that posts "Report Cards" for all licensed nursing homes that are updated bi-monthly.

The following is a list of information that should be considered during the discovery
phase of litigation:

1. Industry Standards of Practice

2. Facility Policy and Procedure

3. Voluntary Accreditation Standards (JCAHO Accreditation)

4. Standards Promulgated by Professional organizations such as the Indiana Health
Care Association

5. Hospital Discharge Summary
6. Nursing home admission notes and physical examination forms

7. Physician Orders and Progress Notes

8. Daily Nursing Notes

9. Nutritional Review meal forms, and dietician/nutritional consultant forms

10. Medication Records

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11. Subspecialty Records, i.e. speech therapist, occupational therapist- se e p a ti n t’
Care Plan

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12. R e si e n t’ W e i h t R e co rd

13. Dental/oral Health Records

Even though most documents in discovery are public record and easily obtainable, the
task of admitting these documents in a proceeding may be difficult. Most evidence is in
                              n        o                a n ff’                                    i
th e fo rm o f a su rve y o r i sp e cti n re p o rt. P l i ti s co u n se l m a y try to e sta b lsh a
pattern of regulatory or negligent conduct. Defense counsel should be aware that these
surveys may contain statements from nursing home staff, administrators, residents, or
family members, and the findings contained in the surveys may not be based upon the
observations of the inspector or agency. These reports may be based in part on
hearsay comments.

Furthermore, the report cards may contain legal conclusions of the surveyor/inspector
for the purposes of enforcement actions within the agency. These documents may not
fall within the public records exception the state or federal hearsay rules.

Moreover, if the report cards contain information regarding the specific complaint or
incident involved in the litigation, they may be wholly or partially inadmissible because it
constitutes legal opinions about the "ultimate issue" in the litigation, and as such, should
be excluded as impermissible conclusory evidence.

Expert forensic psychologists can be used to determine the level of pain and suffering
experienced by the plaintiff. This type of expert may be needed because of the possible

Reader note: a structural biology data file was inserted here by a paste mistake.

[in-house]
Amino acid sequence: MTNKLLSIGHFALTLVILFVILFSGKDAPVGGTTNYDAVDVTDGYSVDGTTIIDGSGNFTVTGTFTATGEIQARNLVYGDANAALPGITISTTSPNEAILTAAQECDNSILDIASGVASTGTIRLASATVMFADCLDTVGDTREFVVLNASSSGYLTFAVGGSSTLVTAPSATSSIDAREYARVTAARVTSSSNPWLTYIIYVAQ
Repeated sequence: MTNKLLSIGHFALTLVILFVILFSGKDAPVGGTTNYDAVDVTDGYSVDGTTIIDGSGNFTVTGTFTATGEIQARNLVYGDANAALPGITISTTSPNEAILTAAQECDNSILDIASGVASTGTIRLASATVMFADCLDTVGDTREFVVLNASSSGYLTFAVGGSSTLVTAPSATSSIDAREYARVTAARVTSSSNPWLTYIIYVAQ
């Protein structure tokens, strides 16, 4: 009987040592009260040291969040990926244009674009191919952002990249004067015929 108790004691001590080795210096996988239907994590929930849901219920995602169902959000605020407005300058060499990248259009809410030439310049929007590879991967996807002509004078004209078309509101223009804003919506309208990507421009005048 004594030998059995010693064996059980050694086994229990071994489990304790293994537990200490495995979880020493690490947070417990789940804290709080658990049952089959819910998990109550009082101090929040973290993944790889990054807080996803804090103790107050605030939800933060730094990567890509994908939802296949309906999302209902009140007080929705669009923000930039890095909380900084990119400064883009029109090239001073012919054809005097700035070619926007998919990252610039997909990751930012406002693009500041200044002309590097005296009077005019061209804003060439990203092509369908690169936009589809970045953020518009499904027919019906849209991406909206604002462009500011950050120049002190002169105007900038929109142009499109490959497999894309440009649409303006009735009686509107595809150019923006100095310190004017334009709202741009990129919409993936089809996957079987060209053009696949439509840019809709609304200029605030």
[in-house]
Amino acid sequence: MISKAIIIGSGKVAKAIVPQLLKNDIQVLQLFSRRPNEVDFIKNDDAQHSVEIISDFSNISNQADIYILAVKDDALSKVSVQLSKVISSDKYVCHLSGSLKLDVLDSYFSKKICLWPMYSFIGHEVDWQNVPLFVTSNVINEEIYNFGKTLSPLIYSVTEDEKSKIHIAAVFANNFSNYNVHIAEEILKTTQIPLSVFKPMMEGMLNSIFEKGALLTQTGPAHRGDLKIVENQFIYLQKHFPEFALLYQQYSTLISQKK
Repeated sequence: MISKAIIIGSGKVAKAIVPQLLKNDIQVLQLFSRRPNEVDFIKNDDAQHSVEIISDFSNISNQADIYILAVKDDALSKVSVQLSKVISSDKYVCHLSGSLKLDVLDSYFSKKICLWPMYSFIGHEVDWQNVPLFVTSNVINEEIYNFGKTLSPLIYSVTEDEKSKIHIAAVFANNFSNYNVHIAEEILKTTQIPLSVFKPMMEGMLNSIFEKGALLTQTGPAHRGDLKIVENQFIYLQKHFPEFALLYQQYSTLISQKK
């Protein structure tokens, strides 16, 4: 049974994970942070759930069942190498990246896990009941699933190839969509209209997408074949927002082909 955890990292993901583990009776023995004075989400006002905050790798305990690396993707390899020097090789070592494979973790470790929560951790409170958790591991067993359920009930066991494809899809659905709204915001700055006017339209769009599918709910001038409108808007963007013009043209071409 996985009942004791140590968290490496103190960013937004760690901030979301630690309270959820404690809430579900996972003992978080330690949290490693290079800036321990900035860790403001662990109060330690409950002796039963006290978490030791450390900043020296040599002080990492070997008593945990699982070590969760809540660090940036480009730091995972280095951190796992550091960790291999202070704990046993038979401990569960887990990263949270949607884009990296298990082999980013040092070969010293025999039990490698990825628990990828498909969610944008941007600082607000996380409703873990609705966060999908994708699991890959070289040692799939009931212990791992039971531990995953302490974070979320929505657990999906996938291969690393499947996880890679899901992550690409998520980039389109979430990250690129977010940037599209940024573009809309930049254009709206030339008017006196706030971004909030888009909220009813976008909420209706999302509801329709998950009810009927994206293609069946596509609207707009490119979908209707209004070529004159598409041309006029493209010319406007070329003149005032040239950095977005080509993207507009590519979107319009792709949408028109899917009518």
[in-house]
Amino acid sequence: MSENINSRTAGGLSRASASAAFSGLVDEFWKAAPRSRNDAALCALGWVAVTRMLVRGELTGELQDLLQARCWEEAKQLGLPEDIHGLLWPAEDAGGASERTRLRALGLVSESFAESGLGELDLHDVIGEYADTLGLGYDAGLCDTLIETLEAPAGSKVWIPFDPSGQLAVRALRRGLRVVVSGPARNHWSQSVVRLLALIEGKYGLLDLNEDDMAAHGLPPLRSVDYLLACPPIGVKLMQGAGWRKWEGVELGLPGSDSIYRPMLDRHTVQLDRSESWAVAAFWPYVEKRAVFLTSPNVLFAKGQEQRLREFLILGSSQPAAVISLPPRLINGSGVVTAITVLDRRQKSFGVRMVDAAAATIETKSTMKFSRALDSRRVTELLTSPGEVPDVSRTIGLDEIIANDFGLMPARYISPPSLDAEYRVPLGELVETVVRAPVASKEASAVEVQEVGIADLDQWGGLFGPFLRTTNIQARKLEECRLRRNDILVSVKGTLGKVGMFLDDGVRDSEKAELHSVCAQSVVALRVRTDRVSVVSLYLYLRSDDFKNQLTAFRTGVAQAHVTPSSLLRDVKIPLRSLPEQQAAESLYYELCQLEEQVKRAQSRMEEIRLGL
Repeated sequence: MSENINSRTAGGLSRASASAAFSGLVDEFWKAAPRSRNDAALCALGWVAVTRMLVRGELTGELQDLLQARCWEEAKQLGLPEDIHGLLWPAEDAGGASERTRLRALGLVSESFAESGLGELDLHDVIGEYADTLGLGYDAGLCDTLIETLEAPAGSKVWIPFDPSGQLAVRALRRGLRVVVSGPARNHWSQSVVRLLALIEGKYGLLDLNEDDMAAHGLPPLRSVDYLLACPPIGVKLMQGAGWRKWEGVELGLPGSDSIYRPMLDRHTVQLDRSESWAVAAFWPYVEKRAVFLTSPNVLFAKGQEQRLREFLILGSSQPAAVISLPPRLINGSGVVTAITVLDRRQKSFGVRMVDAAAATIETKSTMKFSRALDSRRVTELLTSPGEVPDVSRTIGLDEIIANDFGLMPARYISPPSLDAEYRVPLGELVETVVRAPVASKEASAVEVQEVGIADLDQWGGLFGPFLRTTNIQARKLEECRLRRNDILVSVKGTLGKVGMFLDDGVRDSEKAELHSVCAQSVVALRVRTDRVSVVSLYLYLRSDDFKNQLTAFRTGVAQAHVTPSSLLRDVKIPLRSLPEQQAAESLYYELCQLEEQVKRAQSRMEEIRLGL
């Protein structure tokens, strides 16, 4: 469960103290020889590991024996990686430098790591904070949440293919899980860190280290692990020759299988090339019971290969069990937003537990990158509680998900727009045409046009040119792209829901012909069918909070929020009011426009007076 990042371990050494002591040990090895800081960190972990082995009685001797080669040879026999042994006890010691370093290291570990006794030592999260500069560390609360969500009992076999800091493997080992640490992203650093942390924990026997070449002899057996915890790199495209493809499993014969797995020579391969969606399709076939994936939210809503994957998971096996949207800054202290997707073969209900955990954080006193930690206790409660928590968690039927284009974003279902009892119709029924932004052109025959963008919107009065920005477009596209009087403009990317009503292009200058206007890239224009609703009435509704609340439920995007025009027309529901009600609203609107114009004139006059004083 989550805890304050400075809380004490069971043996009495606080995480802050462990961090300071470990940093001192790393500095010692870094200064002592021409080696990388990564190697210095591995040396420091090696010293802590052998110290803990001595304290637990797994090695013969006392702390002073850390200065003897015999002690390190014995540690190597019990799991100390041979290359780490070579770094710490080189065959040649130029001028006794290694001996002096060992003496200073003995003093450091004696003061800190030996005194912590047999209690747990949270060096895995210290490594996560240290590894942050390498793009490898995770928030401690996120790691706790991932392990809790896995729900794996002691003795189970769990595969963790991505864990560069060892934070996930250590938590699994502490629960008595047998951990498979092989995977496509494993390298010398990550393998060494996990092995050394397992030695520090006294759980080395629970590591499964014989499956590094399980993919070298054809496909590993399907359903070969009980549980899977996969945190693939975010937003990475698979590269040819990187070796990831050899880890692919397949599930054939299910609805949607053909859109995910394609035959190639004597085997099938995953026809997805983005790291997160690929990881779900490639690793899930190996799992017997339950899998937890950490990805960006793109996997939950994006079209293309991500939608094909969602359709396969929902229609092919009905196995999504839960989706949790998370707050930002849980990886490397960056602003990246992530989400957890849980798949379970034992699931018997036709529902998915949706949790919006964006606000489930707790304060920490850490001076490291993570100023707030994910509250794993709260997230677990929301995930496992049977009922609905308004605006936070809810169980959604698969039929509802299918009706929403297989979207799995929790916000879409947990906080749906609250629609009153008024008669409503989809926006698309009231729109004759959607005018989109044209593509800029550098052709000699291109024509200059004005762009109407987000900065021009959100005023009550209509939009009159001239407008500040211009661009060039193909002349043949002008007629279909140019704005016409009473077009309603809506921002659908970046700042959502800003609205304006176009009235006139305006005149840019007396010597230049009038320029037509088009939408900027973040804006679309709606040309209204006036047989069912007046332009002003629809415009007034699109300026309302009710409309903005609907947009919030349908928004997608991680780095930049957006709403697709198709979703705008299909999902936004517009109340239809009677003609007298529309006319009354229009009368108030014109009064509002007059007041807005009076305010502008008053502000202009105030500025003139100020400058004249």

inability of the plaintiff to communicate. It is often difficult to distinguish a reaction from a
traumatic event and symptoms of Alzheimer's Disease and/or other dementia diseases.
The forensic psychologist can conduct the necessary psychological and
neuropsychological tests and interviews that could decipher the reactions of abuse or
neglect from symptoms of disease.
Damages in nursing home litigation include compensatory and punitive. However,
Indiana courts have rejected claims for punitive damages in wrongful death cases.
Nursing home litigation has a history of high jury awards. In the U.S. District Court for
the Northern District of Texas a jury awarded $312.7 million against Horizon Healthcare
in a bedsore and malnourishment action (Cecil Fuqua, as executor of the estate of
Wyvonne Fuqua, deceased, v. Horizon/CMS Healthcare Corp., f/k/a Horizon Healthcare
Corp., No. 4:98-CV-1087-Y, N.D. Texas, Fort Worth Div.; See February 2001, Page 4).
A Texas state court jury awarded the family of a deceased nursing home resident $21
million in a wrongful death action against Copperas Cove's Hill Country Rehabilitation
and Nursing Center. (Phillip Lavalis, Individually and as Representative of the Estate of
Rose Bonton, et al. v. Copperas Cove LLC, d/b/a Hill Country Rehabilitation and
Nursing Center, et al., No. 183,293-B, Texas Dist., 146th Jud. Dist., Bell Co.). An
Arkansas jury awarded the family of a former Diversicare nursing home resident $78
million for the wrongful death of Greta Sauer allegedly from dehydration and
malnutrition (The Estate of Margaritha Sauer v. Advocat Inc., et al., No. CIV-2000-5,
Ark. Cir., Polk Co.).

However, Arkansas and Texas legislatures are debating on caps for compensatory and
punitive damages in nursing home liability actions.